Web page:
They went about their days, grabbing something to eat from the land when they got hungry. If they couldn’t find food, they didn’t eat. They gathered supplies for their homes (which they built by hand) which required strength and agility. They chilled at night by talking to each other and relaxing in the quiet. They went to bed early and got up with the sun. They learned to use their sensitivities and intuition to assist them in staying alive and sustaining themselves.
Their lifestyle, although more rugged and “stressful” in some ways than ours today, supported their bodies in better ways. They didn’t grab an apple from a tree and think “I probably shouldn’t be eating this.”
Today, we’ve created the ability to travel around the world very easily. We’ve learned how to harvest food for the masses and are getting closer to wiping out hunger and starvation. We’ve harnessed the power of electricity. Our ancestors would be in awe to see what we’ve created in a few hundred years.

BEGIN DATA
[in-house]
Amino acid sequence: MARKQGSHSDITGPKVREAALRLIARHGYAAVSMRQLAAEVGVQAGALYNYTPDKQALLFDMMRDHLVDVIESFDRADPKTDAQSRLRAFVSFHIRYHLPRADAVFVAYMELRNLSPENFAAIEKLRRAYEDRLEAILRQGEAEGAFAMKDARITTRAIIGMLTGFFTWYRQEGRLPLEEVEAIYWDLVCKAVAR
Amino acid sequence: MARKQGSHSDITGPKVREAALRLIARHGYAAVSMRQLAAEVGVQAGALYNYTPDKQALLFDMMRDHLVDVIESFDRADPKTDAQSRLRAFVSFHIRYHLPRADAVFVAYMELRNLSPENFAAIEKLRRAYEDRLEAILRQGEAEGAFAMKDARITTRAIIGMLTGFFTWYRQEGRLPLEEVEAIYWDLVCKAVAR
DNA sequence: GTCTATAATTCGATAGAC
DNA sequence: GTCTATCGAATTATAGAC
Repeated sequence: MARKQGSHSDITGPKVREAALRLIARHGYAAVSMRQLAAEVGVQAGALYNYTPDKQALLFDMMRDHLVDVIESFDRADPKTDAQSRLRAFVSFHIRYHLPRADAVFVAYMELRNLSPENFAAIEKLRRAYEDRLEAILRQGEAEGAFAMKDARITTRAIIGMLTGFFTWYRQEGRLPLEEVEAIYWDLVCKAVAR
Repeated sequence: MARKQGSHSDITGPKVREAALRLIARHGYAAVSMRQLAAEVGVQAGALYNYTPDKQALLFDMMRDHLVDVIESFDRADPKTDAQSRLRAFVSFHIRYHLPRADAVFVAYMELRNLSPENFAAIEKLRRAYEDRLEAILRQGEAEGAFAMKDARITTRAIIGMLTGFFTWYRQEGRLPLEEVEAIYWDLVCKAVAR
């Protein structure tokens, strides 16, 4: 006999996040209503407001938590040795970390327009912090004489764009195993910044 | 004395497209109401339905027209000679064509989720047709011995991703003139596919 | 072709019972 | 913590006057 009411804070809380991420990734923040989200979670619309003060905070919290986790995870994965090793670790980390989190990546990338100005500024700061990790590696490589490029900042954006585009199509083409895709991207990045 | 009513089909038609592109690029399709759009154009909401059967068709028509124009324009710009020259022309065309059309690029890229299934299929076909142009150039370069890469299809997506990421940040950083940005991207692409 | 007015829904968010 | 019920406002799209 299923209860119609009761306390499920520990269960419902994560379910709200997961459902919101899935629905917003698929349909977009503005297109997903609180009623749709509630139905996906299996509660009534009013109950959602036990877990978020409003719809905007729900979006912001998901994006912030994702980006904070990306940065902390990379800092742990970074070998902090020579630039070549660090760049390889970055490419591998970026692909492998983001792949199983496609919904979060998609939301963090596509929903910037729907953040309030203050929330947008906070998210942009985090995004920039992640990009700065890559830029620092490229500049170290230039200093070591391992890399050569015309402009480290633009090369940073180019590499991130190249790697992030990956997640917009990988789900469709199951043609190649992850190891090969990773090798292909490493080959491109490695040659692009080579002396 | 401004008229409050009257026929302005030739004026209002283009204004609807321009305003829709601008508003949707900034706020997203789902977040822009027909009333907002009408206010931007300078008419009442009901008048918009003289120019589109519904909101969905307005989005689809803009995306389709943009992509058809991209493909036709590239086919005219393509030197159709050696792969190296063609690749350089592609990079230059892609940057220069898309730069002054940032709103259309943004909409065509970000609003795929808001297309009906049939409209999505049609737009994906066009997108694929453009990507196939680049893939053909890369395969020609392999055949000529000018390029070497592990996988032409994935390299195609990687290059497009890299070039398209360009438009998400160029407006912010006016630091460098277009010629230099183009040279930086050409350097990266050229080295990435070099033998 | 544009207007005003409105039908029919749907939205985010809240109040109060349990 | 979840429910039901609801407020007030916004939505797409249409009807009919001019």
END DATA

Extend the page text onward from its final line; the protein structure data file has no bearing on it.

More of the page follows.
So what can we learn from our ancestors?
Keep life simple.
In this day and age, unlike our ancestors, we must pay attention to what we eat, and make conscious choices about how we life. On the upside, we have a choice where our ancestors did not. On the downside, industrialized processing methods, the abundance of sugar and flour, and the addictiveness of grains have thwarted our food supply. Our sedentary lives have made us weak.
We can no longer just reach for what is in front of us, whether it’s the donut or the remote, and assume it will keep us strong and healthy. It won’t.
It’s time to wake up, get up, and get strong to live long. The key to making this change, is getting really close and intimate with our own physical body, so we know what works for us and what doesn’t. Are you listening?